Will 2023 be the year when the establishment of Islamic digital banks proliferates? The launch in Malaysia of two high profile Islamic digital banks over the last few weeks backed by major financial groups would seem to suggest so.
In reality digital banks, both in the conventional and Islamic banking sectors, remain a work in progress, albeit the former is much more advanced in terms of the number of banks, assets under management (AUM) and market depth. As such, claims of “reimaging 21st century banking” and the ‘uniqueness’ of each digital bank must be taken with a pinch of salt.
There is no doubt that the launch of Rize, “a first-of-its-kind digital bank with a profit rate”, by Al Rajhi Bank Malaysia (ARBM), the wholly-owned subsidiary of Al Rajhi Bank of Saudi Arabia, the largest Islamic bank in the world in terms of AUM, is poised to be the prime mover in a sector that is growing incrementally.
According to Arsalaan Ahmed, CEO of ARBM, “a year ago, we shared ARBM’s vision to build a customer-focused digital bank and our aspiration to become the #1 Islamic innovation bank in Malaysia. Today (1st December 2022), we are pleased to announce the launch of Al Rajhi Bank Malaysia’s digital bank—Rize.”
Instantly, a wide range of Rize services went live with more rolled out progressively, including deposits, withdrawals, and transfers; account and personal finance management; debit card application, purchase, and maintenance; ATM services and eStatements; and personal financing-I, a paper-less, hassle-free digital financing product that requires minimal documentation and no processing fee.
Ahmed also claims that Rize has introduced an exclusive feature in Malaysia that no other financial institution or fintech player offers: the Rize Savings Pot, which “is Malaysia’s only savings pot with a profit rate, allowing customers to earn while saving for their goals. The more they save the more they will earn.”
In contrast, another Islamic digital bank, ACS Digital Berhad (AEON Digital Bank), a subsidiary of AEON Credit Service (M) Berhad (the leading non-bank financial service in Malaysia) and part of the AEON Group Malaysia, appointed Raja Teh Maimunah in December as CEO to lead the group’s foray into digital banks.
“Our target customers are not only from AEON but also new ones, the unserved and underserved segments. I am excited to build and realise this Islamic digital bank in Malaysia, not just that we are providing a platform to serve the unbanked, providing business opportunities to vendor/suppliers, business partners but also creating job opportunities for local talents. I look forward to having a complete team soon and together we will serve the market by end of this year,” revealed Maimunah in a social media post.
AEON Digital Bank is launched following Bank Negara Malaysia’s (BNM) granting in April 2022 of five digital bank licences to qualified promoters as approved by the Malaysian Minister of Finance, of which two are for Islamic digital banks licensed under the Islamic Financial Services Act 2013 awarded to a consortium comprising AEON Financial Service Co, AEON Credit Service (M) Berhad and MoneyLion Inc; and another led by KAF Investment Bank.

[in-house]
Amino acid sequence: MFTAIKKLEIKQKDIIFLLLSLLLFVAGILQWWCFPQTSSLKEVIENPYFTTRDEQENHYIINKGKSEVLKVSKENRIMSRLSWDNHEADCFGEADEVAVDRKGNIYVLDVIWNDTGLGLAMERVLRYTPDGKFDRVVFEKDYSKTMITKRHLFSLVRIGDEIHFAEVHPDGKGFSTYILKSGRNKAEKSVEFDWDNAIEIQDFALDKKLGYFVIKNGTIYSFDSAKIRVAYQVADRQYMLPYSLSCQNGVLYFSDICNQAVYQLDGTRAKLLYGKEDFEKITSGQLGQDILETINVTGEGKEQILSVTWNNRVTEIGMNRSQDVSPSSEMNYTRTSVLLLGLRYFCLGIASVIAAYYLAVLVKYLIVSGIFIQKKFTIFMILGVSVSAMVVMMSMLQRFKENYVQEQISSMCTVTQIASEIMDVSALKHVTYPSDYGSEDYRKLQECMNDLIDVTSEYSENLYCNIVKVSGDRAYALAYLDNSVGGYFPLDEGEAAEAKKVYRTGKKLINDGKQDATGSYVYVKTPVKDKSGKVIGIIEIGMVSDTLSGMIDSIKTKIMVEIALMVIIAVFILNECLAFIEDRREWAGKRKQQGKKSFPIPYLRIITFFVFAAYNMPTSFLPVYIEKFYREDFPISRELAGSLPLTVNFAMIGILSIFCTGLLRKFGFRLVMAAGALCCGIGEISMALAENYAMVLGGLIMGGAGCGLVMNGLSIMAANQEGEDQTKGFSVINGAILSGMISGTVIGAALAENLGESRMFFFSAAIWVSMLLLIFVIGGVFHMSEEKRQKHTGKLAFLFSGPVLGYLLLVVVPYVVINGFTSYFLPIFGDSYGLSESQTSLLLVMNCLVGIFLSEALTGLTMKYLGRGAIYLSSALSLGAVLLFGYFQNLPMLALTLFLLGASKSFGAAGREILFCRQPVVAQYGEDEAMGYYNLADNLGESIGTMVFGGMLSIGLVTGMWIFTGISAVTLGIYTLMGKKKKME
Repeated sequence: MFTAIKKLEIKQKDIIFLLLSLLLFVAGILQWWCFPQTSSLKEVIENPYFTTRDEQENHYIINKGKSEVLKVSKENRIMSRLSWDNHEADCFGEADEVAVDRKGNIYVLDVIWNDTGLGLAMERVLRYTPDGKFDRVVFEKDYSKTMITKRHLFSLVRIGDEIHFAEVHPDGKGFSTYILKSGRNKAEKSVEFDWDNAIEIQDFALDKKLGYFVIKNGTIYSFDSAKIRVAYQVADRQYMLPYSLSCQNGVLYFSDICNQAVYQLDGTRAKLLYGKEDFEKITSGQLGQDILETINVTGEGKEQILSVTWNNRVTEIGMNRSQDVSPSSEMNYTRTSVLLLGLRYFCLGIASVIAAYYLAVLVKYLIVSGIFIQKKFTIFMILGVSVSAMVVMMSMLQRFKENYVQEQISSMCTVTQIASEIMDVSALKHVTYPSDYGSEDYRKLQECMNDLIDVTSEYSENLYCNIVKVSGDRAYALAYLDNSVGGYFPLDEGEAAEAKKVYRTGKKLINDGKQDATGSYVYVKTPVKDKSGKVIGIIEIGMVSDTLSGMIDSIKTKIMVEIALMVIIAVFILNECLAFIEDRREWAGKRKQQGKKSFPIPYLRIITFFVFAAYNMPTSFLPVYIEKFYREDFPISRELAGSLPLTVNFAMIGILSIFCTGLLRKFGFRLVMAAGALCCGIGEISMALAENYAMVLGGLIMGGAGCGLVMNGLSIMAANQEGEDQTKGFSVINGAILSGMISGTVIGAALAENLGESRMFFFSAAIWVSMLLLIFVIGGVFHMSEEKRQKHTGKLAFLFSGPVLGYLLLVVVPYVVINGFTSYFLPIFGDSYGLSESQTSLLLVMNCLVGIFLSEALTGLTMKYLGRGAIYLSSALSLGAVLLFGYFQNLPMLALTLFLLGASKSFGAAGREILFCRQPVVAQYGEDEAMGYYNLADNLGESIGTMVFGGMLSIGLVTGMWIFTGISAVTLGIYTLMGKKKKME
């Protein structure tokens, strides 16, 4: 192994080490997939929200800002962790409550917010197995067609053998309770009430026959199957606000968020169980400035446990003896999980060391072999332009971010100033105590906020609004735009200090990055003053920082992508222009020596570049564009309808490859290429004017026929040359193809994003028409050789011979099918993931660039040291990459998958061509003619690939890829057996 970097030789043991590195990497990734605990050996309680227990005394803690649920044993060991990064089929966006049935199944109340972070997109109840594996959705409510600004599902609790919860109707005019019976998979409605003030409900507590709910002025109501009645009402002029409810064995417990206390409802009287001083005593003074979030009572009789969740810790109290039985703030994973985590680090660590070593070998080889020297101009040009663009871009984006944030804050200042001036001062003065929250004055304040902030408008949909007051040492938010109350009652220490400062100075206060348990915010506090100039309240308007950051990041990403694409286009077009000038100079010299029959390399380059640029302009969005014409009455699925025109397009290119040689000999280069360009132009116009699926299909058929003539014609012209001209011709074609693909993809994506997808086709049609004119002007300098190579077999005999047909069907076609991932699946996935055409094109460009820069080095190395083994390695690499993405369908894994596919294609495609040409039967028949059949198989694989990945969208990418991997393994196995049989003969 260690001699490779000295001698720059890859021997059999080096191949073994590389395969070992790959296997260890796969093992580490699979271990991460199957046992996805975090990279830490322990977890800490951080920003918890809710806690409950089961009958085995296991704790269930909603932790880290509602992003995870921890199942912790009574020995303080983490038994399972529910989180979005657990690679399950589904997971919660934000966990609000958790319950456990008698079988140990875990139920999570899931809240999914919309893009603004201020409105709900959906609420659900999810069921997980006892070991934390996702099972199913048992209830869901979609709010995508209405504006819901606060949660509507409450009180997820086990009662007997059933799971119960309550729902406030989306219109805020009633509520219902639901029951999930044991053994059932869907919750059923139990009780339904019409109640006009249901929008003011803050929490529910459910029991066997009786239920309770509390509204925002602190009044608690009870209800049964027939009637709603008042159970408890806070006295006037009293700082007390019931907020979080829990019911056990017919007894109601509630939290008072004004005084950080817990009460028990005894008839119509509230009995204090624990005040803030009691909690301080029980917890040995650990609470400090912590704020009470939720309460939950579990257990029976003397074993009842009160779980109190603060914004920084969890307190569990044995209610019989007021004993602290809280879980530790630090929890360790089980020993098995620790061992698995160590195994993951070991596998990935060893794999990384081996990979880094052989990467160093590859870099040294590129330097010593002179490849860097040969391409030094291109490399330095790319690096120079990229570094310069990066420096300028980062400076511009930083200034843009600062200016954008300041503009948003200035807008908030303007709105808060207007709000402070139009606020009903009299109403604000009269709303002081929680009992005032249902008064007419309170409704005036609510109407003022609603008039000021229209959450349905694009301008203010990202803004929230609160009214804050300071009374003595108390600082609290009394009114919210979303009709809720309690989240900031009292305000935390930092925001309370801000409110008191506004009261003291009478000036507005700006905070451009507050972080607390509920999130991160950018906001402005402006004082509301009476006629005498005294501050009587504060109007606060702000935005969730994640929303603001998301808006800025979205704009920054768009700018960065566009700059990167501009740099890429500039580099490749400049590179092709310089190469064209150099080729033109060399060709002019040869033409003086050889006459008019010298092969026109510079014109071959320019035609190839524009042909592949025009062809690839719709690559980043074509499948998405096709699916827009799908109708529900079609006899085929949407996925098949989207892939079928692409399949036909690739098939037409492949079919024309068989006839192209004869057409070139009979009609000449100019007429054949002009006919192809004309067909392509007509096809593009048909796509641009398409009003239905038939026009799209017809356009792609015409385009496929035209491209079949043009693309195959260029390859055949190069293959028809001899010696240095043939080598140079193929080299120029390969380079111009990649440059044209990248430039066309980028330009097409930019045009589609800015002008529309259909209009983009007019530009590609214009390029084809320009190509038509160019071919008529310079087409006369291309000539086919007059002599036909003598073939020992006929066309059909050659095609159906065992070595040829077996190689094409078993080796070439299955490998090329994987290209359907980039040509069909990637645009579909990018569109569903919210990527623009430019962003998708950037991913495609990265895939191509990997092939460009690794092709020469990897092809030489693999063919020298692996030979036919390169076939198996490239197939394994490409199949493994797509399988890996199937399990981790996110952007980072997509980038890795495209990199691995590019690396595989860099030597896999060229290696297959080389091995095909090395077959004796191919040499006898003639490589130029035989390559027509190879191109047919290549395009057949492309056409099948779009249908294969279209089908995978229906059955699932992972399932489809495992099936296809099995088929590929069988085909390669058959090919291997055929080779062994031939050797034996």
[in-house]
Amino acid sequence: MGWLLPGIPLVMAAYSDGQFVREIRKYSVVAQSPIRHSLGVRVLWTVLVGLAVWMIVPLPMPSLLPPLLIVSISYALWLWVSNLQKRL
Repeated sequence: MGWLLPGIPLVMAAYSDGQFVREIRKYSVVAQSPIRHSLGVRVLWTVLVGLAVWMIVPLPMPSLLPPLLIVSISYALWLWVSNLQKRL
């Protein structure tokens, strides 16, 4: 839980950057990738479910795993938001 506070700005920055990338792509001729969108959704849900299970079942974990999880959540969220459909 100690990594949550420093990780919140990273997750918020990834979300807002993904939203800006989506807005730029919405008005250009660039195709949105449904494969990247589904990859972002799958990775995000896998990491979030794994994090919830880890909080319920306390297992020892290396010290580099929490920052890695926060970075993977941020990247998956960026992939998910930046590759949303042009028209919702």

At least two standalone Islamic banks — Bank Islam Malaysia and ARBM – were also in the process of setting up their own digital banks under their existing Islamic banking licences, to compete in the new and more competitive landscape. ARBM’s Rize is now operational and Bank Islam’s digital entity is expected to launch later this year.
According to Bank Negara Malaysia Governor Tan Sri Nor Shamsiah “digital banks are expected to further advance financial inclusion. By adopting digital technology more widely for everyday transactions, we can significantly increase opportunities for our society to participate in the economy – by overcoming geographical barriers, reducing transaction costs and promoting better financial management. Digital banks can help individuals and businesses gain better access to more personalised solutions backed by data analytics. As businesses move online, digital banking also provides a safer and a more convenient way to transact.”
In Pakistan, the State Bank of Pakistan (SBP) similarly issued no objection certificates in December to five applicants for establishing digital banks – Easy Paisa DB, Hugo Bank, KT Bank, Mashreq Bank UAE, and Raqami, sponsored by the Kuwait Investment Authority.
Last year, SBP introduced a Licensing and Regulatory Framework for Digital Banks in line with international best practices and decided to issue up to five digital bank licenses. The Framework was the first step towards introducing full-fledged digital banks in Pakistan, which are expected to provide all the banking services through digital means without any need for customers to visit bank branches physically.
“Going forward,” stressed the SBP, “each of these five applicants will incorporate a public limited company with the Securities and Exchange Commission of Pakistan. They will then approach SBP for In-Principle Approval for demonstrating operational readiness and for commencement of operations under the pilot phase. Subsequently, they will commercially launch their operations after obtaining SBP’s final approval.”
The SBP expects that after commencement of their operations, the digital banks will promote financial inclusion by providing affordable/cost effective digital financial services including credit access to unserved and underserved segments of the society.
Digital bank licences have also been awarded in Saudi Arabia, and there are Islamic digital bank platforms operating out of Kazakhstan, Germany and Indonesia.